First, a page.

Opinions of the Venice Commission
The Venice Commission and OSCE/ODIHR welcome that the Armenian authorities have prepared a draft aiming to bring
the legislation on referendums in conformity with the Constitution and international standards.
It is recommended to address the following key issues:
- Clearly address the unity of content of the referendum proposal and the requirement for the question of referendum to be clear and not misleading;
- clarify and further develop the provisions on complaints and appeals, to ensure an effective system of appeal enabling electoral stakeholders to appeal the decisions that affect them;
- require the authorities to provide objective information about the proposals put to referendum;
- provide for submission of draft popular initiative for the Constitutional Court’s review prior to the collection of additional signatures; entitle the Constitutional Court to provide a nuanced ruling on the constitutionality of each proposed amendment, and allow for the valid provisions of a popular initiative to be submitted to the people’s vote without a new collection of signatures;
- clearly regulate the collection of a referendum initiative support signatures and their verification and ensure that these rules do not restrict the right of eligible citizens to sign popular initiatives;
- allow more than one structure for the “yes” and the “no” votes, respectively, – including for financial reporting - while ensuring equality of opportunity between supporters and opponents of the referendum.
- expressly provide for the duty of neutrality of administrative authorities, as well as for effective sanctions for breaching it, in order to prevent the misuse of administrative resources; prohibit public sector employees from taking part in campaigns while performing official duties;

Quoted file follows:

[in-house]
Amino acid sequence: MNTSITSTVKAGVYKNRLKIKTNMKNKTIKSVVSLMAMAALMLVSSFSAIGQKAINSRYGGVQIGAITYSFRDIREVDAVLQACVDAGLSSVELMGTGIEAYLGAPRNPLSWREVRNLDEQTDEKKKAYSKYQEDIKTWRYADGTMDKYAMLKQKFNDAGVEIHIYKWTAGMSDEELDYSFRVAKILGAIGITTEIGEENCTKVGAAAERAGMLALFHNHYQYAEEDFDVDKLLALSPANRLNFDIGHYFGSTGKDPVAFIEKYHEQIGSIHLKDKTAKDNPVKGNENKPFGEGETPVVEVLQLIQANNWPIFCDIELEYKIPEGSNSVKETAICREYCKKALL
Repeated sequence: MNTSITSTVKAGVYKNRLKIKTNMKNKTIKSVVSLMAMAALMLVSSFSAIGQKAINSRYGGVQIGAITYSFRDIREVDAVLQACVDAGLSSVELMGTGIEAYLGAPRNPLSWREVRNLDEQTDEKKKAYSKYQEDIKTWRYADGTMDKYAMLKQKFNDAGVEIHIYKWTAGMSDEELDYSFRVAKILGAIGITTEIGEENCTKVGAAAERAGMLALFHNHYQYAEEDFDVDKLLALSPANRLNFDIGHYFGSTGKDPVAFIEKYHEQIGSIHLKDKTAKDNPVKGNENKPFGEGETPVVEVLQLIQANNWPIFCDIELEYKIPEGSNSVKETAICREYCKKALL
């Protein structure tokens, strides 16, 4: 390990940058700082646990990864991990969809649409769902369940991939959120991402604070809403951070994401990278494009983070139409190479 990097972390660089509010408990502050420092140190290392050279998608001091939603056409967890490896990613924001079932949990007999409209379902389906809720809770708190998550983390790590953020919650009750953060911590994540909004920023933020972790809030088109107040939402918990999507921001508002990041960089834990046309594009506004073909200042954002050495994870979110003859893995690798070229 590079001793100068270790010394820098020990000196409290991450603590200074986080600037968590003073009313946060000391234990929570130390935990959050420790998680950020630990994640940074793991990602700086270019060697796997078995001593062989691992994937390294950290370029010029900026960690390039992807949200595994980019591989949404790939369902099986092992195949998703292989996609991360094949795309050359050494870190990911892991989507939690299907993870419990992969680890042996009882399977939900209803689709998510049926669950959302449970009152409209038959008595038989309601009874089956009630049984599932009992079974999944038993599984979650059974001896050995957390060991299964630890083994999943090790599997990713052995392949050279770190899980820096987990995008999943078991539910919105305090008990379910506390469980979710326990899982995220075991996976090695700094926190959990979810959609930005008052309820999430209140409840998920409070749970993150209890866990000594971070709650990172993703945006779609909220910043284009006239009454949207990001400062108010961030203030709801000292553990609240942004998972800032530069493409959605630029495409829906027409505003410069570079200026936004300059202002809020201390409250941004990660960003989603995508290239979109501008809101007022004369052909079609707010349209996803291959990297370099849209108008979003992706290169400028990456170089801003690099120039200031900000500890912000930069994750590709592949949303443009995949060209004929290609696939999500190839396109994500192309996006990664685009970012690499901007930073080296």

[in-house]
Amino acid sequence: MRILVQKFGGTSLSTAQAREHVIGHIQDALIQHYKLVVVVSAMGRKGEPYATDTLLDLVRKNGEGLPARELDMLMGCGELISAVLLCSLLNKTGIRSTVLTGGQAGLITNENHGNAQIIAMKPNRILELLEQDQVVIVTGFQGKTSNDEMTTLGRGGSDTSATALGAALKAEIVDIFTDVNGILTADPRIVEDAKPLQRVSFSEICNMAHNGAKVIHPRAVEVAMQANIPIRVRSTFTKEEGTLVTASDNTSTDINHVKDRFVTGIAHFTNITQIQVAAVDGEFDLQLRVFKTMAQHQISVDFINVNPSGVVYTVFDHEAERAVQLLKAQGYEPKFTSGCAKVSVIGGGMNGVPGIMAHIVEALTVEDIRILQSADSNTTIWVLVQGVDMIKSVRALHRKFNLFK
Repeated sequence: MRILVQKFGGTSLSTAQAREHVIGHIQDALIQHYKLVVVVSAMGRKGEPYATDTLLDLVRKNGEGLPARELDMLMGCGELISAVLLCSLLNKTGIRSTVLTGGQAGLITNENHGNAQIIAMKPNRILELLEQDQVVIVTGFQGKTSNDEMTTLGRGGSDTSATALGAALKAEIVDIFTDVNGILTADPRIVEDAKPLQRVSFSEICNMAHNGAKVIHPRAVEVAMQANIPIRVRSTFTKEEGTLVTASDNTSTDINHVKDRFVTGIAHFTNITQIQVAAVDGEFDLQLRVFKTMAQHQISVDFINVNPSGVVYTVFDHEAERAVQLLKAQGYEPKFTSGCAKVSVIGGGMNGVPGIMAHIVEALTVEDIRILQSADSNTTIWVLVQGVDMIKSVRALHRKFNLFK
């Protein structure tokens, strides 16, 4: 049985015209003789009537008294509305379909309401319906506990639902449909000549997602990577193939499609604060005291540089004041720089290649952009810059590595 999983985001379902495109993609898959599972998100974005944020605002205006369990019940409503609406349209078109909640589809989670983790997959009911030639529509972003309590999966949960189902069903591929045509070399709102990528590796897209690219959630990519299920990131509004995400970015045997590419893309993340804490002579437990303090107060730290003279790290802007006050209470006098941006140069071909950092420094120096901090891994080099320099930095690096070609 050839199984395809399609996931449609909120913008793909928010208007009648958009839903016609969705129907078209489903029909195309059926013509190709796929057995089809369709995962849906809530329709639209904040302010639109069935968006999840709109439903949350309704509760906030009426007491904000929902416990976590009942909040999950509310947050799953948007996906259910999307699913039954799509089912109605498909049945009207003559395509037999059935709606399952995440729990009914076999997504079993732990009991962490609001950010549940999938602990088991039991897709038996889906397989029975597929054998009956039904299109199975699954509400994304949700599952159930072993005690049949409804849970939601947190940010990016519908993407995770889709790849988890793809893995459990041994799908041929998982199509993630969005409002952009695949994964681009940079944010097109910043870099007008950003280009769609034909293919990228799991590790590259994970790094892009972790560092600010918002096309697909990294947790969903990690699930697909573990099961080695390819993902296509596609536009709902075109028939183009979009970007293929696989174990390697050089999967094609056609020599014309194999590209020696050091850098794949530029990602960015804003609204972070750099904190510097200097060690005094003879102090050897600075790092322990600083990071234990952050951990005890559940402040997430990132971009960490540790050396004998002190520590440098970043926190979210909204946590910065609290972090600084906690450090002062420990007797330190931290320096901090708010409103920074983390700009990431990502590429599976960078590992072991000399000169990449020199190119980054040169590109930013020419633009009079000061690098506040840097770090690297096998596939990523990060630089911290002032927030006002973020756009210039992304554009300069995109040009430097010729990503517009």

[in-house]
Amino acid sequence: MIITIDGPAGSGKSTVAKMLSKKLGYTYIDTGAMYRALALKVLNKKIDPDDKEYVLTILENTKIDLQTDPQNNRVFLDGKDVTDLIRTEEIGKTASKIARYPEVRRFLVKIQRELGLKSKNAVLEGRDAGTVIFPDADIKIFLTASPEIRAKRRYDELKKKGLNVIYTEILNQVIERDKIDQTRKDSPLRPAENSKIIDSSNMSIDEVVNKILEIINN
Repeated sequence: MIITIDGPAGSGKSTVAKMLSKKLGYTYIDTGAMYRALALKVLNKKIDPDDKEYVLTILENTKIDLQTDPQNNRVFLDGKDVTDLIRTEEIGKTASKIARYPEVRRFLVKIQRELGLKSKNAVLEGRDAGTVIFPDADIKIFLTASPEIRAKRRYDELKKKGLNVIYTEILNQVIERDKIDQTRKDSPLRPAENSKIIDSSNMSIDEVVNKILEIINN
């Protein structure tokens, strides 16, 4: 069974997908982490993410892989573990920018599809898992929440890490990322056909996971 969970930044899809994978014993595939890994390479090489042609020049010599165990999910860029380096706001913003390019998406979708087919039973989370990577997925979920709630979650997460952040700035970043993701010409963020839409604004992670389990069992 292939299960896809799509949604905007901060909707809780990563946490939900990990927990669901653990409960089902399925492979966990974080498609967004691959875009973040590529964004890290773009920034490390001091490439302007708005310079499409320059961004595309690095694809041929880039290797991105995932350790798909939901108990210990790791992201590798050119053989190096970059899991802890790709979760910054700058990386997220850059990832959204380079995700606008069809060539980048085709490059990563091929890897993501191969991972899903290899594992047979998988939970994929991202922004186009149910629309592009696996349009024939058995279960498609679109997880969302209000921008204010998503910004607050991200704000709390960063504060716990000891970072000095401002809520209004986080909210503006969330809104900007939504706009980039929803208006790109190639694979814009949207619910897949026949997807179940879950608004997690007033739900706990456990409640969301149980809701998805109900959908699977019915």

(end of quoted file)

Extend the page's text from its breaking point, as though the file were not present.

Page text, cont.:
- provide for the formation of precinct electoral commissions with representation of the referendum proposal’s supporters and opponents;
- strengthen transparency of all funds collected and spent on the campaign;
- extend the free airtime allocated on public radio and television, and consider requiring the public broadcaster to organise campaign debates with the referendum “parties”;
- allow observation by NGOs created less than one year before the referendum and whose charter objectives relate to the issues put to referendum or to any of the issues listed in Article 21.1(3) of the draft law.
Measures taken by the State
The Constitutional Law on Referendum was adopted by the Parliament on March 23,2018 and is in force since April 9, 2018. A number of key recommendations of the joint opinion have been followed, at least partially, concerning: the need for a clear and not misleading question; the provision of objective information (more precisely, explanatory reports from both the “yes” and “no” sides, albeit to the polling stations and not to voters); the clarification of the rules on the collection of signatures. The adopted law also followed other recommendations of the joint opinion: it provided for the duty of neutrality of administrative authorities, by prohibiting public sector employees from taking part in campaigns; it provided for the formation of precinct electoral commissions with representation of the referendum proposal’s supporters and opponents; it made observation by NGOs easier by extending it to those created six months rather than one year before the elections. Some key recommendations have however not yet been followed, concerning: the need for clearly addressing the unity of content of the referendum proposal; the need for ensuring the review of draft popular initiatives by the Constitutional Court before and not after additional signatures have been collected; allowing more than one structure for the “yes” and “no” votes, respectively.